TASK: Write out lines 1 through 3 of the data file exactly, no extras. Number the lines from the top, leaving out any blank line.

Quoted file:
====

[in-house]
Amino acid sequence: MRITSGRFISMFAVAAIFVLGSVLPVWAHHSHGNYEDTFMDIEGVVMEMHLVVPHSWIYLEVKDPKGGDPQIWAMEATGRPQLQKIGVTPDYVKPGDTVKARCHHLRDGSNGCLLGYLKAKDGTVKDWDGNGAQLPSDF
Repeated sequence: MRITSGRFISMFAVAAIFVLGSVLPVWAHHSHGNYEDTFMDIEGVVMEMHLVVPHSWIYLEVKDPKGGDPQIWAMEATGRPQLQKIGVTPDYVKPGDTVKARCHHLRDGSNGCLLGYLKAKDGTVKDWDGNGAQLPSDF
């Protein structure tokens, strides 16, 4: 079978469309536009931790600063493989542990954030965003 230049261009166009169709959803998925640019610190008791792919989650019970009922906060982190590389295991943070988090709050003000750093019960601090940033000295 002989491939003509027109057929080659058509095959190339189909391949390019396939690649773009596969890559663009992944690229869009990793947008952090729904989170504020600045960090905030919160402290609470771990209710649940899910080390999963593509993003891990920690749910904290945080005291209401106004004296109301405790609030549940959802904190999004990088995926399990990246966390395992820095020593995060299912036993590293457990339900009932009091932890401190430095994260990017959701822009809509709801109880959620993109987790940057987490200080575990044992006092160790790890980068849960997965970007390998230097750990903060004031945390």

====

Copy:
[in-house]
Amino acid sequence: MRITSGRFISMFAVAAIFVLGSVLPVWAHHSHGNYEDTFMDIEGVVMEMHLVVPHSWIYLEVKDPKGGDPQIWAMEATGRPQLQKIGVTPDYVKPGDTVKARCHHLRDGSNGCLLGYLKAKDGTVKDWDGNGAQLPSDF
Repeated sequence: MRITSGRFISMFAVAAIFVLGSVLPVWAHHSHGNYEDTFMDIEGVVMEMHLVVPHSWIYLEVKDPKGGDPQIWAMEATGRPQLQKIGVTPDYVKPGDTVKARCHHLRDGSNGCLLGYLKAKDGTVKDWDGNGAQLPSDF